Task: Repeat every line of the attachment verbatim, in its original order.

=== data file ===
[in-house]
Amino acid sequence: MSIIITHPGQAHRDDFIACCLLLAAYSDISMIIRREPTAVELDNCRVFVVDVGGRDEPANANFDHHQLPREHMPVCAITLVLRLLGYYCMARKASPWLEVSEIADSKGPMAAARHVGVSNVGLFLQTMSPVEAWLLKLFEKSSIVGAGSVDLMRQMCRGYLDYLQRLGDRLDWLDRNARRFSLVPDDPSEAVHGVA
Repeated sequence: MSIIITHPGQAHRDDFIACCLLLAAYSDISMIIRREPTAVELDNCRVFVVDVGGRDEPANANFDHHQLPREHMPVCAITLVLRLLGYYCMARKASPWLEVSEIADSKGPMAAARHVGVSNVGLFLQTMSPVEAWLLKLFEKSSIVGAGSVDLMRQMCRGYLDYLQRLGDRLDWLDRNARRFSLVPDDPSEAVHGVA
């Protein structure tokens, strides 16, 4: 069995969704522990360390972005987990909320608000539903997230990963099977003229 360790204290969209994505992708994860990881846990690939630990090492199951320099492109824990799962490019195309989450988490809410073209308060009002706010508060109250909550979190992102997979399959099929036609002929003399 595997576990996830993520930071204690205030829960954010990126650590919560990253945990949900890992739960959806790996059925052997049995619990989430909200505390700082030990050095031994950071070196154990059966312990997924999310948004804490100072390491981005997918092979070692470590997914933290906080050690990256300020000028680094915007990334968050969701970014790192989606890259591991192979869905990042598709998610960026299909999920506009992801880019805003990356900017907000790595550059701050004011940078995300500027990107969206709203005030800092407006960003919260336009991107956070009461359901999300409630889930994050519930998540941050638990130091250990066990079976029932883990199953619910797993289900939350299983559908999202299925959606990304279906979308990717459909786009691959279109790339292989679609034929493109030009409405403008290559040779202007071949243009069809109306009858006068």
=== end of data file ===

[in-house]
Amino acid sequence: MSIIITHPGQAHRDDFIACCLLLAAYSDISMIIRREPTAVELDNCRVFVVDVGGRDEPANANFDHHQLPREHMPVCAITLVLRLLGYYCMARKASPWLEVSEIADSKGPMAAARHVGVSNVGLFLQTMSPVEAWLLKLFEKSSIVGAGSVDLMRQMCRGYLDYLQRLGDRLDWLDRNARRFSLVPDDPSEAVHGVA
Repeated sequence: MSIIITHPGQAHRDDFIACCLLLAAYSDISMIIRREPTAVELDNCRVFVVDVGGRDEPANANFDHHQLPREHMPVCAITLVLRLLGYYCMARKASPWLEVSEIADSKGPMAAARHVGVSNVGLFLQTMSPVEAWLLKLFEKSSIVGAGSVDLMRQMCRGYLDYLQRLGDRLDWLDRNARRFSLVPDDPSEAVHGVA
């Protein structure tokens, strides 16, 4: 069995969704522990360390972005987990909320608000539903997230990963099977003229 360790204290969209994505992708994860990881846990690939630990090492199951320099492109824990799962490019195309989450988490809410073209308060009002706010508060109250909550979190992102997979399959099929036609002929003399 595997576990996830993520930071204690205030829960954010990126650590919560990253945990949900890992739960959806790996059925052997049995619990989430909200505390700082030990050095031994950071070196154990059966312990997924999310948004804490100072390491981005997918092979070692470590997914933290906080050690990256300020000028680094915007990334968050969701970014790192989606890259591991192979869905990042598709998610960026299909999920506009992801880019805003990356900017907000790595550059701050004011940078995300500027990107969206709203005030800092407006960003919260336009991107956070009461359901999300409630889930994050519930998540941050638990130091250990066990079976029932883990199953619910797993289900939350299983559908999202299925959606990304279906979308990717459909786009691959279109790339292989679609034929493109030009409405403008290559040779202007071949243009069809109306009858006068």